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Speech in the Schools

Naturalistic Repetition

Published January 31, 2016 5:51 PM by Teresa Roberts

Clinicians typically rely heavily on the phrases “say it again” and the mind-numbing “one more time” in articulation therapy. Intervention for speech sound disorders generally includes repeated trials of target words to facilitate auditory discrimination of correct/incorrect productions, self-monitoring of accuracy, and the formation of a new pattern of motor planning and execution for the articulators. Students may be instructed to repeat target productions multiple times in formalized tasks.

Adding naturalistic conversational, teaching, and pretend play strategies helps encourage repetition in a less formal manner, which may increase generalization. Conversational strategies may be common requests for clarification. Teaching strategies involve independent practice and showing others what to do. Pretend play adds varied paralinguistic elements, including intonation patterns. We can use engaging and interactive ways to elicit repetition:

•    Appear to become distracted by other tasks and pretend that you didn’t hear the student’s production: “Sorry I missed that. I’m ready. Let’s hear it. I’m watching now.”

•    Mock (and genuine) surprise with praise: “What just happened? That sounded amazing! I can’t believe it. Let’s hear it again.”

•    Give the student a few moments of independent practice: “This is a tricky word. Practice it by yourself for a couple minutes and then tell me when your ready.” (Pretend to work on other tasks and look away from the student.)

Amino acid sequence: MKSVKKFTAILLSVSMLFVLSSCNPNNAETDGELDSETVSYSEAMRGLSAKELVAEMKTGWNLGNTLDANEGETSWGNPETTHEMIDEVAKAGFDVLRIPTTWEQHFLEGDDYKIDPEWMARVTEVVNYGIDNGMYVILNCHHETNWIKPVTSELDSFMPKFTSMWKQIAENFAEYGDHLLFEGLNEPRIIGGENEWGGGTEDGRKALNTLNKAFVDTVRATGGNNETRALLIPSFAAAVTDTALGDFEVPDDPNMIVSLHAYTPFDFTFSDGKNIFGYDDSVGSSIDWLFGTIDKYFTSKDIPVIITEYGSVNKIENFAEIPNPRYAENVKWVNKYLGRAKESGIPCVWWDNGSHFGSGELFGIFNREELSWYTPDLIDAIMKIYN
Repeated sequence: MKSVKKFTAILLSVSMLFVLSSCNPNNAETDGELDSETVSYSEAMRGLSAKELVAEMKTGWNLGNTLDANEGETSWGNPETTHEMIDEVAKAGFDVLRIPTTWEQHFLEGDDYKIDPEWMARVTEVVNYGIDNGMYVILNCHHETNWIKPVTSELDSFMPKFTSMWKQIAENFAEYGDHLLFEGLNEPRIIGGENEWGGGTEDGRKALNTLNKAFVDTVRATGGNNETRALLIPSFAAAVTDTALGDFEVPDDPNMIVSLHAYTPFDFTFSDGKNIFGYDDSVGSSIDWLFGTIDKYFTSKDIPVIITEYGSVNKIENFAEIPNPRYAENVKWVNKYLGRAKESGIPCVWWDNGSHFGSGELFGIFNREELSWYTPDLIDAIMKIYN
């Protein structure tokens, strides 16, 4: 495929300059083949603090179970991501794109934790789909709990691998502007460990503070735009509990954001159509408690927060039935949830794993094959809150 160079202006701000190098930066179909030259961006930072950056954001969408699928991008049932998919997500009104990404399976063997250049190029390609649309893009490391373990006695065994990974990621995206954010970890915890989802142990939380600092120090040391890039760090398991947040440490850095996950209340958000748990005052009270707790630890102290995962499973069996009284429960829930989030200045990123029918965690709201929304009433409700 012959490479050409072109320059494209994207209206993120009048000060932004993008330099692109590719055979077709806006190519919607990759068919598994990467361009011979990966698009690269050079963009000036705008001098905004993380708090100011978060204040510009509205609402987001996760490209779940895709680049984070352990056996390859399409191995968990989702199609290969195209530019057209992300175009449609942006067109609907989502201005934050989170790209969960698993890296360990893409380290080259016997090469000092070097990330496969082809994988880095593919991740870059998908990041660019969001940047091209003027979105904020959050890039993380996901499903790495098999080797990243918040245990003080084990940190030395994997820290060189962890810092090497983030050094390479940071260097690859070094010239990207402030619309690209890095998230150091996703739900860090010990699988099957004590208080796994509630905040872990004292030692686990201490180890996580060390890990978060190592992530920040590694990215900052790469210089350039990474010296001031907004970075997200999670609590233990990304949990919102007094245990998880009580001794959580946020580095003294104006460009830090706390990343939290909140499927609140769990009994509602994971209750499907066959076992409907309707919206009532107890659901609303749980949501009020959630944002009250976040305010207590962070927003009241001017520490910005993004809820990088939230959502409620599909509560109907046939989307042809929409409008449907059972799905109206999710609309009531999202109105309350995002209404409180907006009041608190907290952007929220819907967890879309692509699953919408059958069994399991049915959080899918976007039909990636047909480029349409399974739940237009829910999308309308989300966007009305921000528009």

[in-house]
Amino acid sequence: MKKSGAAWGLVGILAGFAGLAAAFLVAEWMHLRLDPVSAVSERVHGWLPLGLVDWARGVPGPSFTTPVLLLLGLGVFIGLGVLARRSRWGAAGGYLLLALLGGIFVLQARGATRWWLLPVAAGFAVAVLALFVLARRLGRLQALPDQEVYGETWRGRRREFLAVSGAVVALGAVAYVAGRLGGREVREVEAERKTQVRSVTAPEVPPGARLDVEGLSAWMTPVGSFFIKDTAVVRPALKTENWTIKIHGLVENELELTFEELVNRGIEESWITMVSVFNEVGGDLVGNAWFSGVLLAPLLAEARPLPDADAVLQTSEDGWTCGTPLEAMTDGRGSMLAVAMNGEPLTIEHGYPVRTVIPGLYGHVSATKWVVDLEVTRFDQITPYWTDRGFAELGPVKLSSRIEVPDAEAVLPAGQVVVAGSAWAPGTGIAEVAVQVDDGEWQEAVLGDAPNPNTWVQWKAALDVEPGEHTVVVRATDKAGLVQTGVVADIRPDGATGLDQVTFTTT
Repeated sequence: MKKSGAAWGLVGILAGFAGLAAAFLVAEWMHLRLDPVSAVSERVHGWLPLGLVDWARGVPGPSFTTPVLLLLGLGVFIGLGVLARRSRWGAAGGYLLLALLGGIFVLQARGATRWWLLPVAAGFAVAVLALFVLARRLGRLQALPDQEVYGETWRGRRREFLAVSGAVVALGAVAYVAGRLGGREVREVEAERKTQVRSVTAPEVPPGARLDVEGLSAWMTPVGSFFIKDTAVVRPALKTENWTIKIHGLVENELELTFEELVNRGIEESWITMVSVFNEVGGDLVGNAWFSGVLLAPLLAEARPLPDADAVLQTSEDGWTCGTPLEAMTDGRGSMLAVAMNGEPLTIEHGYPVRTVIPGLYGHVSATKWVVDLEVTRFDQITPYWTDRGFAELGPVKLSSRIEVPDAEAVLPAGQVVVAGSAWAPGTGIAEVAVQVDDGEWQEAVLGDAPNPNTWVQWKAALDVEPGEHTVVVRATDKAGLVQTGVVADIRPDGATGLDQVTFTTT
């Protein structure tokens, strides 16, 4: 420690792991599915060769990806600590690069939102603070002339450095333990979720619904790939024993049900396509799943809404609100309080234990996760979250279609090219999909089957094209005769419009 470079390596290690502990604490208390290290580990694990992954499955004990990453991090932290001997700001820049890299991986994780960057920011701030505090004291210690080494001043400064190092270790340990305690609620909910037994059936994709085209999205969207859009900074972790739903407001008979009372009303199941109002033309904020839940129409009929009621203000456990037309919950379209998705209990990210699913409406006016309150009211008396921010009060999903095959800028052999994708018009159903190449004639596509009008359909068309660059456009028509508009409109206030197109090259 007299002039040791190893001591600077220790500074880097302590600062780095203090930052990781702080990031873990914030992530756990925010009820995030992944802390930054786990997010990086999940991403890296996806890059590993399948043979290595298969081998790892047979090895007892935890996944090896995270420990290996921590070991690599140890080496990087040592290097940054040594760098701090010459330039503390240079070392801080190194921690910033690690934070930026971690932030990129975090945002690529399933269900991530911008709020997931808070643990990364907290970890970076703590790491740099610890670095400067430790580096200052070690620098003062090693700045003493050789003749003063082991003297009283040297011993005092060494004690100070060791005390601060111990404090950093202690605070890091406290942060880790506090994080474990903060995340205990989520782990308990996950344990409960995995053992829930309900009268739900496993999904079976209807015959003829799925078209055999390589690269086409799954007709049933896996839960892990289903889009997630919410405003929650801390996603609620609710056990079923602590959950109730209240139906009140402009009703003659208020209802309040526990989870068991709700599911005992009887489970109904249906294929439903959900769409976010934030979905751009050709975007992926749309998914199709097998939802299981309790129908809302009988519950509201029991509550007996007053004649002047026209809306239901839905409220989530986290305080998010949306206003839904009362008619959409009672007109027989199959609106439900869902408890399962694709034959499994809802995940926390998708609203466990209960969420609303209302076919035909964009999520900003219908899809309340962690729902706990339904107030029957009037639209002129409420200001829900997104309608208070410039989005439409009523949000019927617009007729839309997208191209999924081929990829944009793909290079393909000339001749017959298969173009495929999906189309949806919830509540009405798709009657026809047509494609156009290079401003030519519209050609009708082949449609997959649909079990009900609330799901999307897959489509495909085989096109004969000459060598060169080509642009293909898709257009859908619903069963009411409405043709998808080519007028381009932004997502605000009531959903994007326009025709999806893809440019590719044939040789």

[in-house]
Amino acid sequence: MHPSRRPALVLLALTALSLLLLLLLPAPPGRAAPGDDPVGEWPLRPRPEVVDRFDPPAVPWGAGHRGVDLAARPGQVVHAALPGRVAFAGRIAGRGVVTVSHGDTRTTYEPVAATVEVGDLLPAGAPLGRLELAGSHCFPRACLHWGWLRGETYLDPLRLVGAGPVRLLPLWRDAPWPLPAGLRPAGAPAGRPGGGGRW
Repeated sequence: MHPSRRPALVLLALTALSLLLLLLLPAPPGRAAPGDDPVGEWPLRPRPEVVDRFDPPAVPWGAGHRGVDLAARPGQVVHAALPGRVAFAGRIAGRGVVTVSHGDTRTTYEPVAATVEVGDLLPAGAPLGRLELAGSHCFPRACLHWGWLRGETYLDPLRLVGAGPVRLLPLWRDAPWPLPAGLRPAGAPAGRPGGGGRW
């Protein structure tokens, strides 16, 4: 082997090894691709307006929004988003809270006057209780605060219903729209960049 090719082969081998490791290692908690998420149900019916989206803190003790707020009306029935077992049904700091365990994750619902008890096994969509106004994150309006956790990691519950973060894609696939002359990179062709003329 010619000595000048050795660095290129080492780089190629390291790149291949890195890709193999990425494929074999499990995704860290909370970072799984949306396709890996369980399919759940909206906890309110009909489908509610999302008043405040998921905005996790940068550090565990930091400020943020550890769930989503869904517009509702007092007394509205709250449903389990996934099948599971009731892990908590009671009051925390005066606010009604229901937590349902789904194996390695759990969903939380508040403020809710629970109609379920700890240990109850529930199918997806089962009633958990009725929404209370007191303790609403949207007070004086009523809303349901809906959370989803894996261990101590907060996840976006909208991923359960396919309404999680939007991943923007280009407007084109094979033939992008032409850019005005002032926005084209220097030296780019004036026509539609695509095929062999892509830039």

SEE ALSO iPad Use for Children With Apraxia 

•    Ask for self-monitoring while giving praise: “Did you hear how you said that? It was awesome! I want to hear it again. Listen to how you do it.”

•    Praise and request to watch for understanding: “That was incredible. Do it again so I can watch and figure out just how you did it.”

•    Praise and ask for self-report: “It was amazing when you said, (target word). Do it again so you can tell us how you did it.”

•    Praise and watch self: “That sounded so clear. Look in the mirror and do it again so you can see how great that was.”

•    Praise and show peer: “You did awesome! Show (peer name) what you just did.”

•    Role-play: “Ready, pretend you are the movie announcer at the theater. Say it again, like the announcer says it.” (Vary situations for different settings). “Now pretend you are the waiter at a restaurant offering dessert.”

•    Praise and add pretend emotion: “That sounded great. Pretend that there are no desserts and say it in a sad way.” (Vary situations for different emotions.) “Now pretend that there are lots of desserts and say it in an excited way.”

•    Ask a question that requires the use of the word that the student has just produced: “Dessert. Hmm, is your favorite dessert a baked dessert or a frozen dessert?” or “Dessert. Do you like chocolate desserts or fruit desserts?”

There are many ways to embed requests for repetition. We can help give each repetition a specific goal and communicative purpose beyond “say it again.”

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Wonderful insight. I  agree that it's quality and not quantity,  particularly for secondary students. I find your "suggested practices" very helpful to replace "say it again ".

Ilene Clingmon February 13, 2016 7:10 PM
Altadena CA

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About this Blog

    Speech in the Schools
    Occupation: School-based speech-language pathologists
    Setting: Traditional and specialized K-12 classrooms
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